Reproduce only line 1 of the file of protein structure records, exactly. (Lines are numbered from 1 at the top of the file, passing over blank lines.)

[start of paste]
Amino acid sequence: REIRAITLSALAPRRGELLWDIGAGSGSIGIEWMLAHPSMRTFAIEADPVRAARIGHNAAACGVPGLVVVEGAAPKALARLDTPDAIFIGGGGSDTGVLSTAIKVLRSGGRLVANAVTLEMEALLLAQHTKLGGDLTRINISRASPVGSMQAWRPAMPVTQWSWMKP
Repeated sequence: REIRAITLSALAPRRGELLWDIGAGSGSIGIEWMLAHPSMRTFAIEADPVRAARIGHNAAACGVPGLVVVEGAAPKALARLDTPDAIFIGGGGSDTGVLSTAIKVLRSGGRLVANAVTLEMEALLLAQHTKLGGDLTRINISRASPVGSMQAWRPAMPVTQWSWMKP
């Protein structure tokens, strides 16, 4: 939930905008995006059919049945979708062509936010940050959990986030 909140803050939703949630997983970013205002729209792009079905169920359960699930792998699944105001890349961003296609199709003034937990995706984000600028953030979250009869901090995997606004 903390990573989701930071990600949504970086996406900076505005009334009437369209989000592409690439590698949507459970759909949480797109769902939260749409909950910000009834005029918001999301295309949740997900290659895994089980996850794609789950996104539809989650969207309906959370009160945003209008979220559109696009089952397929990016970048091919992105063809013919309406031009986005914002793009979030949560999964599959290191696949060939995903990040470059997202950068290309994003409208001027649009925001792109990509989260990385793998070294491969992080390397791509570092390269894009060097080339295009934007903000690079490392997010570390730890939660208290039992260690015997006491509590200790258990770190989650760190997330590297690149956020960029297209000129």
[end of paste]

Amino acid sequence: REIRAITLSALAPRRGELLWDIGAGSGSIGIEWMLAHPSMRTFAIEADPVRAARIGHNAAACGVPGLVVVEGAAPKALARLDTPDAIFIGGGGSDTGVLSTAIKVLRSGGRLVANAVTLEMEALLLAQHTKLGGDLTRINISRASPVGSMQAWRPAMPVTQWSWMKP